Gary Sanchez’s rookie year was great, but Michael Fulmer’s season was, well, fuller.
The Yankees catcher finished second to the Tigers pitcher in American League Rookie of the Year voting, receiving four of the 30 first-place votes, 23 second-place votes and two third-place votes for a total of 91 points. Fulmer, who earned 26 first-place votes and four second-place votes, finished with 142 points to win the award. Sanchez was named on 29 of the 30 ballots.
Sanchez hit .299 with 20 home runs, 42 RBI and a 1.032 OPS in 53 games, helping the Yankees back into contention following their trades of Carlos Beltran, Aroldis Chapman and Andrew Miller at the trade deadline and the eventual release of Alex Rodriguez.
“The Yankees had no business being in the postseason push and he helped them get back into the race,” said MLB.com’s Brittany Ghiroli, who voted Fulmer first and Sanchez second after a lot of deliberation. “If you come up as rookie with the spotlight shining on you and you continue to perform, that’s impressive.”
The biggest — only? — knock on Sanchez was that he played just two months in the majors, while Fulmer joined the Tigers’ rotation on April 29, pitching five full months.
“If Fulmer didn’t have the year he did, I might have voted for Sanchez,” said Marc Topkin of the Tampa Bay Times, who had Fulmer-Sanchez atop his ballot. “What Sanchez did was remarkable, but he just didn’t make an impact for a long enough period of the season.”
Although comparing statistics for hitters and pitchers can be tricky, the wins above replacement (WAR) numbers helped at least one voter make his pick. Sanchez’s WAR (wins above replacement) was 3.0, while Fulmer’s was 4.9.
“WAR ended up being in Fulmer’s favor,” said Evan Drellich of the Boston Herald, who voted Fulmer first. “Then add in that he was there all season, I didn’t see anything statistically that told me Sanchez was better than Fulmer, so I went with the guy that had been there all year.”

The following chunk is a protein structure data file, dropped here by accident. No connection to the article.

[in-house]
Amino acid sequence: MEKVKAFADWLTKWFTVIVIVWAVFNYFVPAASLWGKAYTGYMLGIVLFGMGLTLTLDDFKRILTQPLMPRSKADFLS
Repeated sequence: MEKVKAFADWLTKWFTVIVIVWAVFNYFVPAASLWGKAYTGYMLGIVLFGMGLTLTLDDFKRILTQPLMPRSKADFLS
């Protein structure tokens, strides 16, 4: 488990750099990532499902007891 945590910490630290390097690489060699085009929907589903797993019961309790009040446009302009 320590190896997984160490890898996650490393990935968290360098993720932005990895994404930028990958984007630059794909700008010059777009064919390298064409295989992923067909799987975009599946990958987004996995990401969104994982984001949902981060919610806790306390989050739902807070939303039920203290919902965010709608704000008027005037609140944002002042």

Sanchez was barely a thought in anybody’s mind for the first two-thirds of the season thanks to an underwhelming spring — he hit .091 (2-for-22) with zero RBI in 14 exhibition games — which cost him a chance to open the year as Brian McCann’s backup.
He went on to hit .282 with 10 home runs and 50 RBI in 71 games at Triple-A before being called up at the beginning of August to kick off the Yankees’ late-season youth movement.
Fulmer finished the season 11-7 with a 3.06 ERA in 26 starts, throwing 159 innings. The 23-year-old former Mets prospect — he was traded to the Tigers in the 2015 deal for Yoenis Cespedes — opened the season with a 6.52 ERA in his first four starts, but a stellar 10-start stretch from May 21-July 17 saw him go 7-1 with a 0.83 ERA, establishing him as a top candidate for the award.
The righthander stumbled a bit over his final 12 starts, going 2-5 with a 4.12 ERA. One could argue he was average at best during the 16 starts surrounding his incredible run, but his numbers during those 10 starts — about one-third of a starting pitcher’s season, the same percentage of games Sanchez played — vaulted him to top rookie honors.
Like Fulmer, Sanchez’s season finished on a down note, as he hit .114 with one home run, four RBI and a .448 OPS in 41 plate appearances over the final 10 games.
“I didn’t hold it against Sanchez that he was only up for that amount of time; I was looking at the overall contribution,” Drellich said. “He did taper off at the end of the year; his last 40 at-bats were pretty bad, it as just a question to me of who gave the better overall contribution. I felt that was Fulmer.”
According to Baseball-Reference.com, Sanchez is the 172nd rookie to hit 20 or more home runs, though none did so in as few plate appearances (229) or games played (53) as the 23-year-old.
Three rookies have won the award in recent years with fewer than 100 games played, including Carlos Correa (99), Wil Myers (88) and Ryan Howard (88), though they all played at least a half-season.
The only player to win with a season similar to Sanchez’s was Willie McCovey, who won National League rookie honors in 1959 despite playing only 52 games. McCovey hit 13 home runs with 38 RBI, a .354 average and 1.085 OPS in his abbreviated rookie campaign, receiving all 24 votes. (Voters didn’t begin listing more than one name on their ballots until 1980.)
“It’s a shame we didn’t get to see Sanchez longer,” Ghiroli said. “It was an easy 1-2 regardless of the order. It was a really interesting race.”
Source: NY Daily News Headlines Sports News